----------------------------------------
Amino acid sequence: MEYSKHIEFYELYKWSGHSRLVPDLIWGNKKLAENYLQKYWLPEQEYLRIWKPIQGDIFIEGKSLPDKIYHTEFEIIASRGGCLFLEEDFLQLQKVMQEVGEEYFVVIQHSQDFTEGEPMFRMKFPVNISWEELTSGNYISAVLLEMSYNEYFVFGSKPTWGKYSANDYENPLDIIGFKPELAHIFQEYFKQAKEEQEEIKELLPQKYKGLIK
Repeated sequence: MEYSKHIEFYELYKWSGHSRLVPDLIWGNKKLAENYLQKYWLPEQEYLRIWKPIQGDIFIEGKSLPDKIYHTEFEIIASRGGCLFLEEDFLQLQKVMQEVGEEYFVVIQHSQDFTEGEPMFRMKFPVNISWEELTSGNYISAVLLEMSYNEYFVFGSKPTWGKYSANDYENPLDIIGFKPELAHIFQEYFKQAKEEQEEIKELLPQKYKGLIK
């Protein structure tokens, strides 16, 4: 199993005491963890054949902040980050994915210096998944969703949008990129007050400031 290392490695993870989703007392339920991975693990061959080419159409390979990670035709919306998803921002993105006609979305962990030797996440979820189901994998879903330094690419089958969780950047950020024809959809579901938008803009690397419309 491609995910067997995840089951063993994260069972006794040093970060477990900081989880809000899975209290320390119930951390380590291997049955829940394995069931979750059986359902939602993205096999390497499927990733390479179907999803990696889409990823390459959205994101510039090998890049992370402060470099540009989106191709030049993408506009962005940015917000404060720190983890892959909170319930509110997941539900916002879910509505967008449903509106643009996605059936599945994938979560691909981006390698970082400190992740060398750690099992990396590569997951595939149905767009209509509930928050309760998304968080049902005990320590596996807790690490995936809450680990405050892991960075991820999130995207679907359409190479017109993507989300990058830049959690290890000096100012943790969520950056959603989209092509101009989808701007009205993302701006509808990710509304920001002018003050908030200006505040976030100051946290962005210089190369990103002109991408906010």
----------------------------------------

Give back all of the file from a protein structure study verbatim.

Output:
Amino acid sequence: MEYSKHIEFYELYKWSGHSRLVPDLIWGNKKLAENYLQKYWLPEQEYLRIWKPIQGDIFIEGKSLPDKIYHTEFEIIASRGGCLFLEEDFLQLQKVMQEVGEEYFVVIQHSQDFTEGEPMFRMKFPVNISWEELTSGNYISAVLLEMSYNEYFVFGSKPTWGKYSANDYENPLDIIGFKPELAHIFQEYFKQAKEEQEEIKELLPQKYKGLIK
Repeated sequence: MEYSKHIEFYELYKWSGHSRLVPDLIWGNKKLAENYLQKYWLPEQEYLRIWKPIQGDIFIEGKSLPDKIYHTEFEIIASRGGCLFLEEDFLQLQKVMQEVGEEYFVVIQHSQDFTEGEPMFRMKFPVNISWEELTSGNYISAVLLEMSYNEYFVFGSKPTWGKYSANDYENPLDIIGFKPELAHIFQEYFKQAKEEQEEIKELLPQKYKGLIK
């Protein structure tokens, strides 16, 4: 199993005491963890054949902040980050994915210096998944969703949008990129007050400031 290392490695993870989703007392339920991975693990061959080419159409390979990670035709919306998803921002993105006609979305962990030797996440979820189901994998879903330094690419089958969780950047950020024809959809579901938008803009690397419309 491609995910067997995840089951063993994260069972006794040093970060477990900081989880809000899975209290320390119930951390380590291997049955829940394995069931979750059986359902939602993205096999390497499927990733390479179907999803990696889409990823390459959205994101510039090998890049992370402060470099540009989106191709030049993408506009962005940015917000404060720190983890892959909170319930509110997941539900916002879910509505967008449903509106643009996605059936599945994938979560691909981006390698970082400190992740060398750690099992990396590569997951595939149905767009209509509930928050309760998304968080049902005990320590596996807790690490995936809450680990405050892991960075991820999130995207679907359409190479017109993507989300990058830049959690290890000096100012943790969520950056959603989209092509101009989808701007009205993302701006509808990710509304920001002018003050908030200006505040976030100051946290962005210089190369990103002109991408906010």